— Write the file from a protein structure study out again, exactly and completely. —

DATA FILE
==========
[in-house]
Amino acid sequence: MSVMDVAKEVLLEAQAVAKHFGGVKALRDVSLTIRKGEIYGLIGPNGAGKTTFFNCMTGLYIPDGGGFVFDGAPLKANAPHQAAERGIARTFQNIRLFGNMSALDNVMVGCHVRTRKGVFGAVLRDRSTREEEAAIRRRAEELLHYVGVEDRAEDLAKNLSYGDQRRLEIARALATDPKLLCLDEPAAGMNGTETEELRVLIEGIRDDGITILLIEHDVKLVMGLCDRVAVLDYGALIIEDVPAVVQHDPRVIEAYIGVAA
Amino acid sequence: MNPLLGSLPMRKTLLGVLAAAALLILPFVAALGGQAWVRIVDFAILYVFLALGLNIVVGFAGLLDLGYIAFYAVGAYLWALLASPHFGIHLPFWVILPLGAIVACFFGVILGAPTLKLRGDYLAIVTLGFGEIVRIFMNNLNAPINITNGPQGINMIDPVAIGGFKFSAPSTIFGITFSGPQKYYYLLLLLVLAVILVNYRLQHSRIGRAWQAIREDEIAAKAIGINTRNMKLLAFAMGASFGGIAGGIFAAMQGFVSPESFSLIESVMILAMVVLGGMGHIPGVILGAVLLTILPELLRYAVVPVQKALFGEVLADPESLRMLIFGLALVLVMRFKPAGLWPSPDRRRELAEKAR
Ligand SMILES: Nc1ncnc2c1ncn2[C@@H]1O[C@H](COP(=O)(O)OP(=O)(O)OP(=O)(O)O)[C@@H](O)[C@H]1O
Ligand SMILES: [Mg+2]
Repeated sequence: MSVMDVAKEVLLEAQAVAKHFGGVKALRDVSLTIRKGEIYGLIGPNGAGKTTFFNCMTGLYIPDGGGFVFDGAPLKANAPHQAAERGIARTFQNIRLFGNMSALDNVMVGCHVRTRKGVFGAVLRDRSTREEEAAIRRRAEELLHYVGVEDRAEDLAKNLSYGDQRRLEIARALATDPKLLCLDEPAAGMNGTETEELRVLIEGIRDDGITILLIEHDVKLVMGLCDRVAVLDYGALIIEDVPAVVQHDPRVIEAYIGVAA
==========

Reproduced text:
[in-house]
Amino acid sequence: MSVMDVAKEVLLEAQAVAKHFGGVKALRDVSLTIRKGEIYGLIGPNGAGKTTFFNCMTGLYIPDGGGFVFDGAPLKANAPHQAAERGIARTFQNIRLFGNMSALDNVMVGCHVRTRKGVFGAVLRDRSTREEEAAIRRRAEELLHYVGVEDRAEDLAKNLSYGDQRRLEIARALATDPKLLCLDEPAAGMNGTETEELRVLIEGIRDDGITILLIEHDVKLVMGLCDRVAVLDYGALIIEDVPAVVQHDPRVIEAYIGVAA
Amino acid sequence: MNPLLGSLPMRKTLLGVLAAAALLILPFVAALGGQAWVRIVDFAILYVFLALGLNIVVGFAGLLDLGYIAFYAVGAYLWALLASPHFGIHLPFWVILPLGAIVACFFGVILGAPTLKLRGDYLAIVTLGFGEIVRIFMNNLNAPINITNGPQGINMIDPVAIGGFKFSAPSTIFGITFSGPQKYYYLLLLLVLAVILVNYRLQHSRIGRAWQAIREDEIAAKAIGINTRNMKLLAFAMGASFGGIAGGIFAAMQGFVSPESFSLIESVMILAMVVLGGMGHIPGVILGAVLLTILPELLRYAVVPVQKALFGEVLADPESLRMLIFGLALVLVMRFKPAGLWPSPDRRRELAEKAR
Ligand SMILES: Nc1ncnc2c1ncn2[C@@H]1O[C@H](COP(=O)(O)OP(=O)(O)OP(=O)(O)O)[C@@H](O)[C@H]1O
Ligand SMILES: [Mg+2]
Repeated sequence: MSVMDVAKEVLLEAQAVAKHFGGVKALRDVSLTIRKGEIYGLIGPNGAGKTTFFNCMTGLYIPDGGGFVFDGAPLKANAPHQAAERGIARTFQNIRLFGNMSALDNVMVGCHVRTRKGVFGAVLRDRSTREEEAAIRRRAEELLHYVGVEDRAEDLAKNLSYGDQRRLEIARALATDPKLLCLDEPAAGMNGTETEELRVLIEGIRDDGITILLIEHDVKLVMGLCDRVAVLDYGALIIEDVPAVVQHDPRVIEAYIGVAA